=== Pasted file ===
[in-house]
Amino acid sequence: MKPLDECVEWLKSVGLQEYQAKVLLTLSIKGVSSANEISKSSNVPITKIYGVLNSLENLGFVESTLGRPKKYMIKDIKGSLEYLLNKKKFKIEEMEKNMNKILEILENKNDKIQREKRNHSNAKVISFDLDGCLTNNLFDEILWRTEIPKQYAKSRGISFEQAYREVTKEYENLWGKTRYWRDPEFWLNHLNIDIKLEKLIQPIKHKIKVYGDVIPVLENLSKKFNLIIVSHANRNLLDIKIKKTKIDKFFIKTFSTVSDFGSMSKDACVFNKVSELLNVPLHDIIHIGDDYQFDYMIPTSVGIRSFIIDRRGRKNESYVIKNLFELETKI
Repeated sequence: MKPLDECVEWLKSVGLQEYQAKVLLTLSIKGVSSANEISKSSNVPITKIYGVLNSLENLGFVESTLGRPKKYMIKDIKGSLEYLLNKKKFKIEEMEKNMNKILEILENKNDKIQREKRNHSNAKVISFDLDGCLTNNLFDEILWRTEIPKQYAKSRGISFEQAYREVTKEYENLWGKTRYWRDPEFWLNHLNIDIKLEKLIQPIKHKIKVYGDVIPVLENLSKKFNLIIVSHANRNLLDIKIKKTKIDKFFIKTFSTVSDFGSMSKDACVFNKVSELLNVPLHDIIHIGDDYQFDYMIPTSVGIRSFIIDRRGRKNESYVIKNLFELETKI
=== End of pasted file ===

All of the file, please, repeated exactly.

[in-house]
Amino acid sequence: MKPLDECVEWLKSVGLQEYQAKVLLTLSIKGVSSANEISKSSNVPITKIYGVLNSLENLGFVESTLGRPKKYMIKDIKGSLEYLLNKKKFKIEEMEKNMNKILEILENKNDKIQREKRNHSNAKVISFDLDGCLTNNLFDEILWRTEIPKQYAKSRGISFEQAYREVTKEYENLWGKTRYWRDPEFWLNHLNIDIKLEKLIQPIKHKIKVYGDVIPVLENLSKKFNLIIVSHANRNLLDIKIKKTKIDKFFIKTFSTVSDFGSMSKDACVFNKVSELLNVPLHDIIHIGDDYQFDYMIPTSVGIRSFIIDRRGRKNESYVIKNLFELETKI
Repeated sequence: MKPLDECVEWLKSVGLQEYQAKVLLTLSIKGVSSANEISKSSNVPITKIYGVLNSLENLGFVESTLGRPKKYMIKDIKGSLEYLLNKKKFKIEEMEKNMNKILEILENKNDKIQREKRNHSNAKVISFDLDGCLTNNLFDEILWRTEIPKQYAKSRGISFEQAYREVTKEYENLWGKTRYWRDPEFWLNHLNIDIKLEKLIQPIKHKIKVYGDVIPVLENLSKKFNLIIVSHANRNLLDIKIKKTKIDKFFIKTFSTVSDFGSMSKDACVFNKVSELLNVPLHDIIHIGDDYQFDYMIPTSVGIRSFIIDRRGRKNESYVIKNLFELETKI